Black Suffering / White Revelation

Ten years ago, I published a major article in Theological Studies entitled “`Strange Fruit’: Black Suffering / White Revelation.” It was for me an important attempt to wrestle with the long history and present reality of racial injustice in society and church, and to do so explicitly from my vantage point as a White Christian and Catholic theologian.

Ch4.Holiday.1To the best of my knowledge, the article was also one of the first sustained theological studies to link the history of lynching — exemplified in Billie Holiday’s searing protest song “Strange Fruit” — directly with the crucifixion of Christ and its revelatory theological dimensions.  (A linkage that James Cone explores in his 2011 book, The Cross and the Lynching Tree.)

Just five days ago, yet another unarmed Black man, Mr. Terence Crutcher, age 40, was shot dead by police in Tulsa, Oklahoma. It seems to me a fitting moment to revisit the essay and share it with others as widely as possible who might find it helpful — the link is below.

The essay is by no means perfect — for example, it does not address the crucial and controversial question of reparations. (On that subject, see my blog post, “The Case for Reparations.”) Nor is it my last word on the topic, as readers of this blog and my book, Hope Sings, So Beautiful, know. Nevertheless, the fundamental questions I raised in the article ten years ago seem to me more cogent than ever.

Ferguson.2Can White American Christians reconcile their own histories and, indeed, their faith in the Gospel, with their eyes fully open on this “strange and bitter crop”? What is revelatory, in the fullest mystical and prophetic sense of that term, about the history of Black suffering under the boot of White supremacy? In Catholic terms, what would it mean for White Christians to live in communion with this particular “cloud of witnesses,” the unreconciled dead, human beings like Terence Crutcher, Sandra Bland, Tamir Rice, Trayvon Martin, Eric Garner? Will a day ever come, as the article concludes, “when people see you from the inside”?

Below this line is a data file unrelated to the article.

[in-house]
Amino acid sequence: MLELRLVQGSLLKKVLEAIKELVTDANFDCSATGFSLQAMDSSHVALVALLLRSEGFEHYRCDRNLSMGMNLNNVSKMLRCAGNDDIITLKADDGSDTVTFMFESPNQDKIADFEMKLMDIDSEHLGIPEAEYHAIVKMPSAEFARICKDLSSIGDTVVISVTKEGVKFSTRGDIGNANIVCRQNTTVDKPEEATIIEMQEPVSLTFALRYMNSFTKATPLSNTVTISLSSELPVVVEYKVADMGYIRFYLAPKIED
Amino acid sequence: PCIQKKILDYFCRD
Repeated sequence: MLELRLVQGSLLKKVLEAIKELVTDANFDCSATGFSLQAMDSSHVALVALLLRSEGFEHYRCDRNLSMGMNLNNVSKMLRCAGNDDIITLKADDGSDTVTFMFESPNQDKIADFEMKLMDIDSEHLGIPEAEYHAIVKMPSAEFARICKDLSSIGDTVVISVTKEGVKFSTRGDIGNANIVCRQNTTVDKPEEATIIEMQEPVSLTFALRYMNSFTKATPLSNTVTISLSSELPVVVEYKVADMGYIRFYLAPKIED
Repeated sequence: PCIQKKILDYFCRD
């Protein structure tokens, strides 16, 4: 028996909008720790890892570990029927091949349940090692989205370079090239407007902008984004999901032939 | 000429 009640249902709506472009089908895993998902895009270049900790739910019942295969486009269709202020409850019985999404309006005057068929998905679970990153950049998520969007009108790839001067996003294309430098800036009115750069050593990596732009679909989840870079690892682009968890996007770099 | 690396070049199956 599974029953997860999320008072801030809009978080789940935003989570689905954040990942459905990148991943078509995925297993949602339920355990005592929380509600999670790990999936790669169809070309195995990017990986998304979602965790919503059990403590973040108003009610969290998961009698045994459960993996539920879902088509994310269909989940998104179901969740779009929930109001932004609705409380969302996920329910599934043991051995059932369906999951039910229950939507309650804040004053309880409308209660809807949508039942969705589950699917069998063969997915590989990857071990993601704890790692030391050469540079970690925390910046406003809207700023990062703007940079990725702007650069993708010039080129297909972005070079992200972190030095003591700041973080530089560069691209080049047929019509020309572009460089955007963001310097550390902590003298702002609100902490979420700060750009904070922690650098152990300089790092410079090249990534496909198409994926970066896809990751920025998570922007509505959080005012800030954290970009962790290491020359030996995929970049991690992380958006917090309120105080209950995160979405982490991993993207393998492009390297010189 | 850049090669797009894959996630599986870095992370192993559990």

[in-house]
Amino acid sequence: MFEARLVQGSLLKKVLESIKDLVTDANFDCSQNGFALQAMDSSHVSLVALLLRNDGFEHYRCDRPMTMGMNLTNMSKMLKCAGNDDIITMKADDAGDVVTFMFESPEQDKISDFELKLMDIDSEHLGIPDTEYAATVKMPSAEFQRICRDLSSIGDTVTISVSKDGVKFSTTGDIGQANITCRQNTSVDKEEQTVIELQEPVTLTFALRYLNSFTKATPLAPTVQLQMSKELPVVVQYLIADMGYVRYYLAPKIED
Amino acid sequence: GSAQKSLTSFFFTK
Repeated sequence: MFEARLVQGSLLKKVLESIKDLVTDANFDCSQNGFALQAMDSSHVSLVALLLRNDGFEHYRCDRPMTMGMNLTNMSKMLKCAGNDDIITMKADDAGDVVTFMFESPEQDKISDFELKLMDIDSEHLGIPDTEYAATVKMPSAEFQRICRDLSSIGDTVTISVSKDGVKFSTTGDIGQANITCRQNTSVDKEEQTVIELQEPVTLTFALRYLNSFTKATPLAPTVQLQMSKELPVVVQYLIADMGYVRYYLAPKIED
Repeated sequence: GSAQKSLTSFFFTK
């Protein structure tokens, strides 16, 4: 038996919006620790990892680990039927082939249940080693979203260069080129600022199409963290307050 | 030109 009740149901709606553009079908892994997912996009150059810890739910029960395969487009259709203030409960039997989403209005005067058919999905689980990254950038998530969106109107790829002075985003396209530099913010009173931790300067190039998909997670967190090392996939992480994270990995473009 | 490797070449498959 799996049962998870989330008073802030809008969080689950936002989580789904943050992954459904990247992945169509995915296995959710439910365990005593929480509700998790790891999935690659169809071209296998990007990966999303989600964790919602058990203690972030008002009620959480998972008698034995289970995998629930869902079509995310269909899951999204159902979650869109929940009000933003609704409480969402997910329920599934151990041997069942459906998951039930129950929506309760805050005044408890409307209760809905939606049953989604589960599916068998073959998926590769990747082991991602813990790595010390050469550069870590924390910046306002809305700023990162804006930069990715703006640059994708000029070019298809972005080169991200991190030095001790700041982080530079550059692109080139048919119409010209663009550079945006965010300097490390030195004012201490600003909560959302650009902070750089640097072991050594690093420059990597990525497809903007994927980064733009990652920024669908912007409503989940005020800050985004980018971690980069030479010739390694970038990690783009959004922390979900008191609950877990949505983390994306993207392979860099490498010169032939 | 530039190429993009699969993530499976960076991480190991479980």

A last point. While (too) much of my work is done in solitude, this essay is typical in the sense that it represents the convergence of many streams of thought not my own: the insights of artists, writers, church teachings, poets, and theologians from whom I have learned a great deal, and upon whom my own creative thinking, praying, and writing depends.

Thus I “re-publish” the essay here–TS.StrangeFruit.Pramuk–as a gesture of thanks and of support especially to all those younger colleagues, artists, activists, and theologians who have dedicated a significant portion of their work, time, and talent to confronting what W. E. B. Du Bois, well over a hundred years ago, famously called “the problem of the color line.”

May your work and mine be fruitful and guided by the Spirit of love and generosity, justice and peace. And may the dead rest in some kind of peace, until the living get their shit together.

As ever, I welcome your comments below.

Christopher Pramuk, “Strange Fruit: Black Suffering / White Revelation,” Theological Studies 67 (2006): 345-77: TS.StrangeFruit.Pramuk

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